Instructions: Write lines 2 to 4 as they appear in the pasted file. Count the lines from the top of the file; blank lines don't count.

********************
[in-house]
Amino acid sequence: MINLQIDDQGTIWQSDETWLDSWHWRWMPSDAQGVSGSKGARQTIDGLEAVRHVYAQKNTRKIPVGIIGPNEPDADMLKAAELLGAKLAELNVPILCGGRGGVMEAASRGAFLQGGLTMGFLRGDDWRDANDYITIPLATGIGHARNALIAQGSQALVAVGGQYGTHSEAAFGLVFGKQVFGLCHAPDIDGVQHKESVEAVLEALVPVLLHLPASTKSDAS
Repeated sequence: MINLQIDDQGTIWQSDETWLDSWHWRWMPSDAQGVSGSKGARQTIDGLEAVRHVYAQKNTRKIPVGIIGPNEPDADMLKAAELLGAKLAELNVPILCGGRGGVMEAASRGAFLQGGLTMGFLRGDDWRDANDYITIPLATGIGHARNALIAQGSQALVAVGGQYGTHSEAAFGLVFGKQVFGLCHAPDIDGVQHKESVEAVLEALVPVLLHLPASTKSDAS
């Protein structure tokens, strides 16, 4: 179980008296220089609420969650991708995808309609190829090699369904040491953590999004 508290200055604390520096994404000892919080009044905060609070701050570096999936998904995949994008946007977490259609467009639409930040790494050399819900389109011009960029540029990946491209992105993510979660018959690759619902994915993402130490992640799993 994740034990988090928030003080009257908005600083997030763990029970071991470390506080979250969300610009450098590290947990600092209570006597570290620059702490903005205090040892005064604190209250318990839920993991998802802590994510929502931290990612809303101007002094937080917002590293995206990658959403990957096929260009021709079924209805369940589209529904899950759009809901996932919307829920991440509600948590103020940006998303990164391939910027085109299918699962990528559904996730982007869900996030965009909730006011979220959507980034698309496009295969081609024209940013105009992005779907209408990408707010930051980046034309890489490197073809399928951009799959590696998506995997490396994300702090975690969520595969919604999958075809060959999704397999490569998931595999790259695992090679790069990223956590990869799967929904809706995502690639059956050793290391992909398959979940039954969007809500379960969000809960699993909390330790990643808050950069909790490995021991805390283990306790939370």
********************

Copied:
Amino acid sequence: MINLQIDDQGTIWQSDETWLDSWHWRWMPSDAQGVSGSKGARQTIDGLEAVRHVYAQKNTRKIPVGIIGPNEPDADMLKAAELLGAKLAELNVPILCGGRGGVMEAASRGAFLQGGLTMGFLRGDDWRDANDYITIPLATGIGHARNALIAQGSQALVAVGGQYGTHSEAAFGLVFGKQVFGLCHAPDIDGVQHKESVEAVLEALVPVLLHLPASTKSDAS
Repeated sequence: MINLQIDDQGTIWQSDETWLDSWHWRWMPSDAQGVSGSKGARQTIDGLEAVRHVYAQKNTRKIPVGIIGPNEPDADMLKAAELLGAKLAELNVPILCGGRGGVMEAASRGAFLQGGLTMGFLRGDDWRDANDYITIPLATGIGHARNALIAQGSQALVAVGGQYGTHSEAAFGLVFGKQVFGLCHAPDIDGVQHKESVEAVLEALVPVLLHLPASTKSDAS
């Protein structure tokens, strides 16, 4: 179980008296220089609420969650991708995808309609190829090699369904040491953590999004 508290200055604390520096994404000892919080009044905060609070701050570096999936998904995949994008946007977490259609467009639409930040790494050399819900389109011009960029540029990946491209992105993510979660018959690759619902994915993402130490992640799993 994740034990988090928030003080009257908005600083997030763990029970071991470390506080979250969300610009450098590290947990600092209570006597570290620059702490903005205090040892005064604190209250318990839920993991998802802590994510929502931290990612809303101007002094937080917002590293995206990658959403990957096929260009021709079924209805369940589209529904899950759009809901996932919307829920991440509600948590103020940006998303990164391939910027085109299918699962990528559904996730982007869900996030965009909730006011979220959507980034698309496009295969081609024209940013105009992005779907209408990408707010930051980046034309890489490197073809399928951009799959590696998506995997490396994300702090975690969520595969919604999958075809060959999704397999490569998931595999790259695992090679790069990223956590990869799967929904809706995502690639059956050793290391992909398959979940039954969007809500379960969000809960699993909390330790990643808050950069909790490995021991805390283990306790939370």